With a pair of prestigious wins at this year’s College Television Awards, the Emmy-winning tradition continues at the Florida State University College of Motion Picture, Television and Recording Arts—best known as The Film School.
A short film written, directed and produced by FSU film students finished first in its category, while another “short” earned a third-place prize in its division at the 29th Annual College Television Awards, held March 15 in Hollywood, Calif. The producers and directors of both winning films attended the black-tie awards gala, hosted by the Academy of Television Arts and Sciences.
“These latest awards give us a total of 24 top honors from the Academy in 17 years and offer further proof that Florida State is a leader in U.S. film education,” said Frank Patterson, dean of the FSU Film School. “In each of those winning years our students have beaten hundreds of entries from other top film programs across the country. In fact, The Film School set an Academy record by winning five College Television Awards in 2004 alone, the most ever for one school in a single year.”
For 2008, the Academy received more than 400 entries from a total of 176 colleges and universities nationwide, all vying for the top three awards in each of 10 categories.
This year, “The Wall” garnered first-place film honors in the “Best Use of Music” category. The seven-and-a-half minute “short” was produced and edited by FSU film student Sou Yun Sim and written and directed by fellow FSU graduate student Michael Lloyd Green. The film tells the story of Bernard, a New York City cellist tormented by guilt, and his new neighbor—a Holocaust survivor at her wit’s end who loves classical music and finds solace listening through her apartment’s wall as Bernard plays his cello for what may be the last time.
Born in Seoul, South Korea, and with an undergraduate degree from Seoul National University, Sim came to the FSU Film School via Canada, where she began her filmmaking education. She will graduate from FSU in August with a Master of Fine Arts degree in film studies.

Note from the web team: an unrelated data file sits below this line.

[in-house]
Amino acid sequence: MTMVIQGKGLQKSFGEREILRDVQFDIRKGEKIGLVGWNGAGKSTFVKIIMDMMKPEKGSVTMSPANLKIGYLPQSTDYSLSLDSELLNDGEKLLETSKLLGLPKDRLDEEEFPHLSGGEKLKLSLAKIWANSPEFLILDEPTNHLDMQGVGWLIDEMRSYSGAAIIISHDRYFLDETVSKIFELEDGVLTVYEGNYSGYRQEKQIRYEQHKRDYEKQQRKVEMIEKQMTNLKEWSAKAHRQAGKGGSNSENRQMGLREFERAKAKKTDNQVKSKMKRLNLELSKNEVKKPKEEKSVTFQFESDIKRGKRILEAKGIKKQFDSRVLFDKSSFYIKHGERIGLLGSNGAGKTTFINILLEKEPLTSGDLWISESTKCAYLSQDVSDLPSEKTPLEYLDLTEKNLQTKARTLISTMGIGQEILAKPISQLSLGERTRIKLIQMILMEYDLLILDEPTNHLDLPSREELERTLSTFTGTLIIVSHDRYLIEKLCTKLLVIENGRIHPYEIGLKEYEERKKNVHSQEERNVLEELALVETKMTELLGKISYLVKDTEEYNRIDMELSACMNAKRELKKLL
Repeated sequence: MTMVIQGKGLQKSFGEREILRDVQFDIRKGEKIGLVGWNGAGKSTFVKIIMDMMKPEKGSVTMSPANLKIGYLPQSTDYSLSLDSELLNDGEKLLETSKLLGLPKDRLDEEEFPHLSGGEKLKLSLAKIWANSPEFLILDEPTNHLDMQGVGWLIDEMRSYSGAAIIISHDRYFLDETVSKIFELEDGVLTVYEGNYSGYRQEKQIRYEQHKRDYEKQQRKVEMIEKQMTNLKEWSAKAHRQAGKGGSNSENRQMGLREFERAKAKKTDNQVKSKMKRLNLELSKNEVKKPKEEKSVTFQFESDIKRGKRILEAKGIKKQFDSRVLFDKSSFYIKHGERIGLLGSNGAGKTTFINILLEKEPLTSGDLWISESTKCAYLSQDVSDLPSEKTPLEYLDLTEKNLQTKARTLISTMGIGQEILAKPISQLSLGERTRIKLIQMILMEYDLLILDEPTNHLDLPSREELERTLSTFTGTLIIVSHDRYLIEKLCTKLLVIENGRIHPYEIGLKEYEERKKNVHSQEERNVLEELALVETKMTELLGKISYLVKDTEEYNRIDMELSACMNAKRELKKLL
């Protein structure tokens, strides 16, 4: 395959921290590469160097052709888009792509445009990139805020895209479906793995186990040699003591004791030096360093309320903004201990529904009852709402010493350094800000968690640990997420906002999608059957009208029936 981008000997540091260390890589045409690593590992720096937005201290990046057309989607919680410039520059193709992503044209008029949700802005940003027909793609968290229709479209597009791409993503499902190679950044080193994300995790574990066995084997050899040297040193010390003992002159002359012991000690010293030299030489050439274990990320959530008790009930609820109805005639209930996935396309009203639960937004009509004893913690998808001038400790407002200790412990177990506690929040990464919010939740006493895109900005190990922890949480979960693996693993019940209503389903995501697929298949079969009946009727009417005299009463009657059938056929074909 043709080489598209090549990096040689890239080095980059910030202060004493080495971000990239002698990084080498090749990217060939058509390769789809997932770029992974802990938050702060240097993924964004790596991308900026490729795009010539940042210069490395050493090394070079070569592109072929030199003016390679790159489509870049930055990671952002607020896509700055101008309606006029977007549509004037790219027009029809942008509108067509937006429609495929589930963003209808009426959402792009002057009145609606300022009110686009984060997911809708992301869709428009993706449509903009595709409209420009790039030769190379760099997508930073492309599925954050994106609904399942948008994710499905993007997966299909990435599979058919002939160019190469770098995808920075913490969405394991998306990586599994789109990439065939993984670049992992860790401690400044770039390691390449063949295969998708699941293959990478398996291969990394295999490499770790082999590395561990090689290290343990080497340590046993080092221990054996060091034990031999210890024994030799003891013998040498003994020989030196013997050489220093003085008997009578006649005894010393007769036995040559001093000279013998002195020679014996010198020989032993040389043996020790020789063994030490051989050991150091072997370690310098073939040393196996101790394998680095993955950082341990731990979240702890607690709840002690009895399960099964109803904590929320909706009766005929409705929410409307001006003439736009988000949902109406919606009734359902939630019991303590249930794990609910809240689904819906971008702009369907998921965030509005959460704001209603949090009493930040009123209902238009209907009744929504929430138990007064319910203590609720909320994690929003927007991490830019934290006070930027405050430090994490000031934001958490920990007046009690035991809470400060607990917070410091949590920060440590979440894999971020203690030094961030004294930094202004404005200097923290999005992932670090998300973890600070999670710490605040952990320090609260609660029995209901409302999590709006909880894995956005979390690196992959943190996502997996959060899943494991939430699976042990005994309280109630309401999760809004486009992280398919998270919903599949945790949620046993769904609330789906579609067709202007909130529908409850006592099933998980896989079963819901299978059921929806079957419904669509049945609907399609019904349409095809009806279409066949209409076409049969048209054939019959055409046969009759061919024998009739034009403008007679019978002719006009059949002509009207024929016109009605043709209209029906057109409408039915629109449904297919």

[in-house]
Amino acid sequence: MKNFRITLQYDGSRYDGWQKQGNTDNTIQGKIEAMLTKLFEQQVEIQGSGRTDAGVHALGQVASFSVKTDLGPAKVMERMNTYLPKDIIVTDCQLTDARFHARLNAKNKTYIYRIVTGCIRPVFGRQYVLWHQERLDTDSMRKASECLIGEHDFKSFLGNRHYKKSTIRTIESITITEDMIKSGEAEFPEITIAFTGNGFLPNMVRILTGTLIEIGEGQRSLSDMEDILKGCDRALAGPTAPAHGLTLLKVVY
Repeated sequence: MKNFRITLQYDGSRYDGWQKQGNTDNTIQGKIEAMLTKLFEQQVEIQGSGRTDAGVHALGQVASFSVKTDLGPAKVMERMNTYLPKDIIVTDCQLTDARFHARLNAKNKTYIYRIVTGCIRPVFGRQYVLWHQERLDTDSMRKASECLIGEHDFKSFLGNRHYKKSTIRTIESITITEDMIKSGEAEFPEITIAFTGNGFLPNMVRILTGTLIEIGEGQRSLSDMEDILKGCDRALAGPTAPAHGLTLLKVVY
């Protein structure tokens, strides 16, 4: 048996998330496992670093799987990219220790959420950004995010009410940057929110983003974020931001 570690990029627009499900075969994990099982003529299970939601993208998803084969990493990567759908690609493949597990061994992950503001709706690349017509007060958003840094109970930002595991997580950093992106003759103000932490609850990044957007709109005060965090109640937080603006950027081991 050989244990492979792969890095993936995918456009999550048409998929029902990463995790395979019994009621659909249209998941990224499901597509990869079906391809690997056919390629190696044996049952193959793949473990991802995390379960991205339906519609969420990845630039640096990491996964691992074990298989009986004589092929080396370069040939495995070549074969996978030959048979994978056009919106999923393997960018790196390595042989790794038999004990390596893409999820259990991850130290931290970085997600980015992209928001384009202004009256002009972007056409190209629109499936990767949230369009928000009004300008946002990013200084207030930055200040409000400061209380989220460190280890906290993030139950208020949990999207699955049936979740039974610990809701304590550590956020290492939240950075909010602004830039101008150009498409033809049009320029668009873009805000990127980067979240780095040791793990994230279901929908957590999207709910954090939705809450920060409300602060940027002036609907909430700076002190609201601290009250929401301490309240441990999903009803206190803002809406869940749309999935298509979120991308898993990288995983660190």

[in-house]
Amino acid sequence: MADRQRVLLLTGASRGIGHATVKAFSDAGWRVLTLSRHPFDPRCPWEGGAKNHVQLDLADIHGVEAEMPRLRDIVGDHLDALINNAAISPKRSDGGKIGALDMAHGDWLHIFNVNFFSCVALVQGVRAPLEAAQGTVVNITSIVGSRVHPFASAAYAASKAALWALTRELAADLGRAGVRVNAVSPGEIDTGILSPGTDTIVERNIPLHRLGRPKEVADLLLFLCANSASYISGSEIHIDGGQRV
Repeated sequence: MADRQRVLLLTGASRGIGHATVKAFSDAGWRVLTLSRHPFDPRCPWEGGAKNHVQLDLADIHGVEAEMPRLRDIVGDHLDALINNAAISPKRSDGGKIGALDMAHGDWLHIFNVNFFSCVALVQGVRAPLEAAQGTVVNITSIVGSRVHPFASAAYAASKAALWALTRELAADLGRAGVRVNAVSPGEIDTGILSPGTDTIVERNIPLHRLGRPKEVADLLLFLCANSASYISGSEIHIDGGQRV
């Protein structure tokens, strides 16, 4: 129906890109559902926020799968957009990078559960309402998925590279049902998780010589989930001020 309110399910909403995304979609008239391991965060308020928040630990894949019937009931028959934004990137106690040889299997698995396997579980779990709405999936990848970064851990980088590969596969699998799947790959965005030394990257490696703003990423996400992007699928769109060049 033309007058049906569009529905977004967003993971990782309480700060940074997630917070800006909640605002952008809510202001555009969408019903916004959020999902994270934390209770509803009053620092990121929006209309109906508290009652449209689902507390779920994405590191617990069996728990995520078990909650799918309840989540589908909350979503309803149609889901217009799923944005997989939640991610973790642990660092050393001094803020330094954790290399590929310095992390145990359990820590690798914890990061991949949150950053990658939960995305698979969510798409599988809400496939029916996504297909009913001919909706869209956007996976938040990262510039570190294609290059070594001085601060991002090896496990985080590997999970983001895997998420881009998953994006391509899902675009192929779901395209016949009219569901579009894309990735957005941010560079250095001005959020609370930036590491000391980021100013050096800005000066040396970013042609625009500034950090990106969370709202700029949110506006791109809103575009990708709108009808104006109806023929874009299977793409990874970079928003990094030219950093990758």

Green also will earn his master’s degree (in film production) in August. Before enrolling at FSU he shot behind-the-scenes video for the major film “Altered” by Haxan Films (best known for creating “The Blair Witch Project”); assisted actor Colin Farrell on the set of the major motion picture, “Miami Vice”; and pitched one of his three feature screenplays at the Sundance Producers’ Workshop.
In the “Comedy” category, “Tough Crowd” earned the third-place prize. Produced by FSU graduate student Atiya Wheelings and written and directed by fellow student Iman Zawahry, the eight-and-a-half minute film focuses on a female Muslim college student and stand-up comedienne torn between family tradition and her life’s ambition but embracing both in hopes of finding her true identity.
Wheelings completed her undergraduate degree in biology at Florida A&M University in 2003 and entered medical school, but in 2004 decided to instead pursue her passion for filmmaking. She will graduate from FSU in August with a Master of Fine Arts degree.
Writer-director Zawahry was born in Panama City, Fla., to immigrant Egyptian parents. With an undergraduate degree in religion and Near-Eastern languages and cultures, she worked as a television field reporter before enrolling in the FSU Film School. The emerging filmmaker will earn her master’s degree in August and already has a film in pre-production.
Both of this year’s College Television Award-winning productions began as “D3” assignments for the graduate students, which means they had to be shot in just three days.
With its College Television Awards the Academy of Television Arts and Sciences seeks to spotlight the role of the producer in the filmmaking process, though all the major players, including the director, are honored. After the gala awards ceremony each spring, the Academy screens the winning films for industry bigwigs, film students and faculty and the general public. Along with an all-expense paid trip to Los Angeles, each winner receives a cash prize, a product grant for film stock, and mentoring from television professionals.